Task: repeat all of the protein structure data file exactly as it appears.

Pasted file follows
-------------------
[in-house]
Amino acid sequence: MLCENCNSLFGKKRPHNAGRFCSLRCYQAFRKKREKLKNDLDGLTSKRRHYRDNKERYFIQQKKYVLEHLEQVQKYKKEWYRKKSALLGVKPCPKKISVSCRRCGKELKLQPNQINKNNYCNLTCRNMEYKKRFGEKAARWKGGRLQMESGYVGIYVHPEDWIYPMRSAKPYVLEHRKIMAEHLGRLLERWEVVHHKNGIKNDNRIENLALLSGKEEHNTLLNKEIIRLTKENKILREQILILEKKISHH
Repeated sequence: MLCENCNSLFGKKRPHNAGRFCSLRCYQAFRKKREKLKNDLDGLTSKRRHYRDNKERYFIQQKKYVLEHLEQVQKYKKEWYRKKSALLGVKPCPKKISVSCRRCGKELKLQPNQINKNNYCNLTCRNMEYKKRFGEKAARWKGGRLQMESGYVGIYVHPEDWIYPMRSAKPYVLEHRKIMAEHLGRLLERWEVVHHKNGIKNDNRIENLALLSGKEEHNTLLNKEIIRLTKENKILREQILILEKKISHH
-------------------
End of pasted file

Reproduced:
[in-house]
Amino acid sequence: MLCENCNSLFGKKRPHNAGRFCSLRCYQAFRKKREKLKNDLDGLTSKRRHYRDNKERYFIQQKKYVLEHLEQVQKYKKEWYRKKSALLGVKPCPKKISVSCRRCGKELKLQPNQINKNNYCNLTCRNMEYKKRFGEKAARWKGGRLQMESGYVGIYVHPEDWIYPMRSAKPYVLEHRKIMAEHLGRLLERWEVVHHKNGIKNDNRIENLALLSGKEEHNTLLNKEIIRLTKENKILREQILILEKKISHH
Repeated sequence: MLCENCNSLFGKKRPHNAGRFCSLRCYQAFRKKREKLKNDLDGLTSKRRHYRDNKERYFIQQKKYVLEHLEQVQKYKKEWYRKKSALLGVKPCPKKISVSCRRCGKELKLQPNQINKNNYCNLTCRNMEYKKRFGEKAARWKGGRLQMESGYVGIYVHPEDWIYPMRSAKPYVLEHRKIMAEHLGRLLERWEVVHHKNGIKNDNRIENLALLSGKEEHNTLLNKEIIRLTKENKILREQILILEKKISHH